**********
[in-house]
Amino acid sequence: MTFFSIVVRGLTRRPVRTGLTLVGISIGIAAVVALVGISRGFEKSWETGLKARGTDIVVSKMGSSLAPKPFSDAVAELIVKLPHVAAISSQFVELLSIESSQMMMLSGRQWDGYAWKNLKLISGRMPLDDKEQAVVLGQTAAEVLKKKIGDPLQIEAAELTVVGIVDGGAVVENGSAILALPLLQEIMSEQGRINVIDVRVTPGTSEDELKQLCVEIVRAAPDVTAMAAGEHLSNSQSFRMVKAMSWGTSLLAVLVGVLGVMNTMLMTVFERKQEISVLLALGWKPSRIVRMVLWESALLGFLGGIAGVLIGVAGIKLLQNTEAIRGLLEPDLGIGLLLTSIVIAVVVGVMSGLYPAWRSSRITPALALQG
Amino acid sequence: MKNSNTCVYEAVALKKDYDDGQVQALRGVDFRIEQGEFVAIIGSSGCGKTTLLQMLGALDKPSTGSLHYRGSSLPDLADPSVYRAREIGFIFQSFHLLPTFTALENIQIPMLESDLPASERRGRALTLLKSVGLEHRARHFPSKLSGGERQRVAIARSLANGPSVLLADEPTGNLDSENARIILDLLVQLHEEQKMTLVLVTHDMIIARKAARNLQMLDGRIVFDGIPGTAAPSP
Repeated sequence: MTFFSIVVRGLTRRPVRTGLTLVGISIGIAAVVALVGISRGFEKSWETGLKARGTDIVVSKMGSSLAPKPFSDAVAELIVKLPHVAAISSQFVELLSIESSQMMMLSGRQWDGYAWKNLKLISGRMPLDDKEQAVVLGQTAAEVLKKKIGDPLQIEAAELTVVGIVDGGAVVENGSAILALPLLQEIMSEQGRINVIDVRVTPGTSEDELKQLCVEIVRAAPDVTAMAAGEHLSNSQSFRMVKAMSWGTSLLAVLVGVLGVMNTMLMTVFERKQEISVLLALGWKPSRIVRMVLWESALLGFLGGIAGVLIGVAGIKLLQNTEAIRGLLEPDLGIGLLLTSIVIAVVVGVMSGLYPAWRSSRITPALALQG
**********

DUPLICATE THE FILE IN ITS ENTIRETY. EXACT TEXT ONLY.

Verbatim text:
[in-house]
Amino acid sequence: MTFFSIVVRGLTRRPVRTGLTLVGISIGIAAVVALVGISRGFEKSWETGLKARGTDIVVSKMGSSLAPKPFSDAVAELIVKLPHVAAISSQFVELLSIESSQMMMLSGRQWDGYAWKNLKLISGRMPLDDKEQAVVLGQTAAEVLKKKIGDPLQIEAAELTVVGIVDGGAVVENGSAILALPLLQEIMSEQGRINVIDVRVTPGTSEDELKQLCVEIVRAAPDVTAMAAGEHLSNSQSFRMVKAMSWGTSLLAVLVGVLGVMNTMLMTVFERKQEISVLLALGWKPSRIVRMVLWESALLGFLGGIAGVLIGVAGIKLLQNTEAIRGLLEPDLGIGLLLTSIVIAVVVGVMSGLYPAWRSSRITPALALQG
Amino acid sequence: MKNSNTCVYEAVALKKDYDDGQVQALRGVDFRIEQGEFVAIIGSSGCGKTTLLQMLGALDKPSTGSLHYRGSSLPDLADPSVYRAREIGFIFQSFHLLPTFTALENIQIPMLESDLPASERRGRALTLLKSVGLEHRARHFPSKLSGGERQRVAIARSLANGPSVLLADEPTGNLDSENARIILDLLVQLHEEQKMTLVLVTHDMIIARKAARNLQMLDGRIVFDGIPGTAAPSP
Repeated sequence: MTFFSIVVRGLTRRPVRTGLTLVGISIGIAAVVALVGISRGFEKSWETGLKARGTDIVVSKMGSSLAPKPFSDAVAELIVKLPHVAAISSQFVELLSIESSQMMMLSGRQWDGYAWKNLKLISGRMPLDDKEQAVVLGQTAAEVLKKKIGDPLQIEAAELTVVGIVDGGAVVENGSAILALPLLQEIMSEQGRINVIDVRVTPGTSEDELKQLCVEIVRAAPDVTAMAAGEHLSNSQSFRMVKAMSWGTSLLAVLVGVLGVMNTMLMTVFERKQEISVLLALGWKPSRIVRMVLWESALLGFLGGIAGVLIGVAGIKLLQNTEAIRGLLEPDLGIGLLLTSIVIAVVVGVMSGLYPAWRSSRITPALALQG